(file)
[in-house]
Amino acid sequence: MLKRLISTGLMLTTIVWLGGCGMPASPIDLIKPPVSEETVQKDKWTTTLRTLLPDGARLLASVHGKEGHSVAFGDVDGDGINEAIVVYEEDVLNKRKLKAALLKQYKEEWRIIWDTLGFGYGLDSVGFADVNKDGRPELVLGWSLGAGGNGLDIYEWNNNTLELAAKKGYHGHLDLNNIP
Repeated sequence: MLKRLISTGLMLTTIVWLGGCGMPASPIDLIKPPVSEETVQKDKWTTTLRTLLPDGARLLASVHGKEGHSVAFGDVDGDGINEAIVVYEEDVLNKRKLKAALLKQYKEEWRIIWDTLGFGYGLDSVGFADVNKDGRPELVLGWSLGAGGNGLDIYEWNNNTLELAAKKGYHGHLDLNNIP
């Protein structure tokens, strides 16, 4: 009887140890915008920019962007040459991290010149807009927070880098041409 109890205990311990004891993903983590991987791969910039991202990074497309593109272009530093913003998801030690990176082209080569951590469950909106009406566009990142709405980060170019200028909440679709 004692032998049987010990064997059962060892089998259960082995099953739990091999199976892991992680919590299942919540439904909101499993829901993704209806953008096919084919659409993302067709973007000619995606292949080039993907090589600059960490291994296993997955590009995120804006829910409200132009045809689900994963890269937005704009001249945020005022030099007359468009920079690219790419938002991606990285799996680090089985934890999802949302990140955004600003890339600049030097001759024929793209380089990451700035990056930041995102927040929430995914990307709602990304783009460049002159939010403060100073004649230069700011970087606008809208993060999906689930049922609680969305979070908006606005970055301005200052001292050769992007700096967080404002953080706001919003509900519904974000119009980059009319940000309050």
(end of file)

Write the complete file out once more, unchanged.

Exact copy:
[in-house]
Amino acid sequence: MLKRLISTGLMLTTIVWLGGCGMPASPIDLIKPPVSEETVQKDKWTTTLRTLLPDGARLLASVHGKEGHSVAFGDVDGDGINEAIVVYEEDVLNKRKLKAALLKQYKEEWRIIWDTLGFGYGLDSVGFADVNKDGRPELVLGWSLGAGGNGLDIYEWNNNTLELAAKKGYHGHLDLNNIP
Repeated sequence: MLKRLISTGLMLTTIVWLGGCGMPASPIDLIKPPVSEETVQKDKWTTTLRTLLPDGARLLASVHGKEGHSVAFGDVDGDGINEAIVVYEEDVLNKRKLKAALLKQYKEEWRIIWDTLGFGYGLDSVGFADVNKDGRPELVLGWSLGAGGNGLDIYEWNNNTLELAAKKGYHGHLDLNNIP
């Protein structure tokens, strides 16, 4: 009887140890915008920019962007040459991290010149807009927070880098041409 109890205990311990004891993903983590991987791969910039991202990074497309593109272009530093913003998801030690990176082209080569951590469950909106009406566009990142709405980060170019200028909440679709 004692032998049987010990064997059962060892089998259960082995099953739990091999199976892991992680919590299942919540439904909101499993829901993704209806953008096919084919659409993302067709973007000619995606292949080039993907090589600059960490291994296993997955590009995120804006829910409200132009045809689900994963890269937005704009001249945020005022030099007359468009920079690219790419938002991606990285799996680090089985934890999802949302990140955004600003890339600049030097001759024929793209380089990451700035990056930041995102927040929430995914990307709602990304783009460049002159939010403060100073004649230069700011970087606008809208993060999906689930049922609680969305979070908006606005970055301005200052001292050769992007700096967080404002953080706001919003509900519904974000119009980059009319940000309050």